Immunocompromised people aged 12 and over will get a booster dose of a COVID-19 vaccine, the Government has confirmed.
New advice also says pregnant women can receive a vaccine at any stage of pregnancy, rather than just between 14-36 weeks.
The changes follow the latest advice from NIAC.
An extra dose of a vaccine for immunocompromised people marks the start of a booster vaccine campaign.
They'll receive a dose of an mRNA vaccine - either Pfizer or Moderna - 'a minimum' of two months after their last dose.
It means a third dose for those who've received the Pfizer, Moderna or AstraZeneca vaccines, or a second for those who've received the Johnson & Johnson jab.
They'll receive one of the mRNA vaccines regardless of which vaccine they received previously.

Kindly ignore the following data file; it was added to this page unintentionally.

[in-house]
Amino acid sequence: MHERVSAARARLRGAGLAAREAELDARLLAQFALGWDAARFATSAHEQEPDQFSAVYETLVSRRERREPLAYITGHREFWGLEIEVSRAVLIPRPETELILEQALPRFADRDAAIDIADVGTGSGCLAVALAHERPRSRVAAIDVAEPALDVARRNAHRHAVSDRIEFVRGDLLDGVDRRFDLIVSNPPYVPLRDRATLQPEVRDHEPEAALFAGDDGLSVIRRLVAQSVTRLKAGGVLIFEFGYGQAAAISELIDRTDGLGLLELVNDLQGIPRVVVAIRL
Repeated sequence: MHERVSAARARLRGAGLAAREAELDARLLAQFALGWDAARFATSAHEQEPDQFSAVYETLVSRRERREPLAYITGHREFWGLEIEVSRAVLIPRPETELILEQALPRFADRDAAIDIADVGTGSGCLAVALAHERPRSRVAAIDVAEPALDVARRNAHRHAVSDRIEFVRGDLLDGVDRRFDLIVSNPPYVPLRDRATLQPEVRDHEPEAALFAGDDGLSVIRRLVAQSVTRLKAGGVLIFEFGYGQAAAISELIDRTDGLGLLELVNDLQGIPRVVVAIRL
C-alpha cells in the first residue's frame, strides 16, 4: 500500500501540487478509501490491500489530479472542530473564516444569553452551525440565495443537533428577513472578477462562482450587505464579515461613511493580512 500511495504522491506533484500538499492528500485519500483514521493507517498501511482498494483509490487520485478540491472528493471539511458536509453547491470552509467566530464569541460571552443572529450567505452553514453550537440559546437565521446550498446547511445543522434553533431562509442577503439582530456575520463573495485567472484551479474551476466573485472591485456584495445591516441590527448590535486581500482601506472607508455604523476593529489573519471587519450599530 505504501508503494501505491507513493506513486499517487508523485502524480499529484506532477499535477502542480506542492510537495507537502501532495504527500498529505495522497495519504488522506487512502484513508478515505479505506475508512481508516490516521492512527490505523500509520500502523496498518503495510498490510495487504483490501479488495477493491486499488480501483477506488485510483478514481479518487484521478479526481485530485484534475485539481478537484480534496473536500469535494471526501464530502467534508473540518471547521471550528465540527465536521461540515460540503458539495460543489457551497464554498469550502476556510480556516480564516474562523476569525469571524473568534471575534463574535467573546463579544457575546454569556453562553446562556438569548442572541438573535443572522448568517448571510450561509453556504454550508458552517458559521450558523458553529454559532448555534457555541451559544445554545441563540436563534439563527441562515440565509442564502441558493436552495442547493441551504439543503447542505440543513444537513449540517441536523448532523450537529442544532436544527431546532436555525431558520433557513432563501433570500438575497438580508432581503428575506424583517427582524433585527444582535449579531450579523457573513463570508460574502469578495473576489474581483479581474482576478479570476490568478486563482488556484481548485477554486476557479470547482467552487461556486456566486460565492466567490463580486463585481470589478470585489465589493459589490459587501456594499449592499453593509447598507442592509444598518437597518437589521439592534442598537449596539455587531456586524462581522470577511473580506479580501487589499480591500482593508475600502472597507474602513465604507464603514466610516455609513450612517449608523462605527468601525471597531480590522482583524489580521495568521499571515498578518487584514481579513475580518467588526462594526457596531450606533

Announcing the change, Health Minister Stephen Donnelly said the measures will be put in place as soon as possible.
He said: "Since the very beginning of this pandemic, we have worked to protect those most at high risk from severe illness and death from COVID-19.
"I hope that the opportunity to receive a third or booster dose of COVID-19 vaccine dose brings comfort and reassurance to people that these vaccines are very safe and effective and offer protection from COVID-19.
“As we move into this new stage of the pandemic, it is more important than ever that all of those eligible for vaccination but who remain unvaccinated or partially vaccinated, should initiate/complete their vaccination course."
It remains unclear whether a booster vaccine campaign will be extended to the general population.
A number of experts have suggested there's no need for a population-wide booster campaign for now.
The WHO has urged rich countries to hold off on booster campaigns until more vaccines are sent to the developing world.